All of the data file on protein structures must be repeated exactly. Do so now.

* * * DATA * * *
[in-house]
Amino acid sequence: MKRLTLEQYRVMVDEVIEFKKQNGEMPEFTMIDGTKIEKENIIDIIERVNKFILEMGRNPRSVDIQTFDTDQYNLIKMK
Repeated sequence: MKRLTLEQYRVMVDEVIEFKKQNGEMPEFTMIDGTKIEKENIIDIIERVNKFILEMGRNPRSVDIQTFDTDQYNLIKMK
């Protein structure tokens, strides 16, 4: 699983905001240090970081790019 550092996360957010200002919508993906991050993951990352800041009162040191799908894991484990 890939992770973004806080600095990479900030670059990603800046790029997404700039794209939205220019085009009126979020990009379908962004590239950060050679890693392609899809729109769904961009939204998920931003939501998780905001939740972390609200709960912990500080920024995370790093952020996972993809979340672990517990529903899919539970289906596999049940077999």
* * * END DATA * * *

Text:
[in-house]
Amino acid sequence: MKRLTLEQYRVMVDEVIEFKKQNGEMPEFTMIDGTKIEKENIIDIIERVNKFILEMGRNPRSVDIQTFDTDQYNLIKMK
Repeated sequence: MKRLTLEQYRVMVDEVIEFKKQNGEMPEFTMIDGTKIEKENIIDIIERVNKFILEMGRNPRSVDIQTFDTDQYNLIKMK
């Protein structure tokens, strides 16, 4: 699983905001240090970081790019 550092996360957010200002919508993906991050993951990352800041009162040191799908894991484990 890939992770973004806080600095990479900030670059990603800046790029997404700039794209939205220019085009009126979020990009379908962004590239950060050679890693392609899809729109769904961009939204998920931003939501998780905001939740972390609200709960912990500080920024995370790093952020996972993809979340672990517990529903899919539970289906596999049940077999």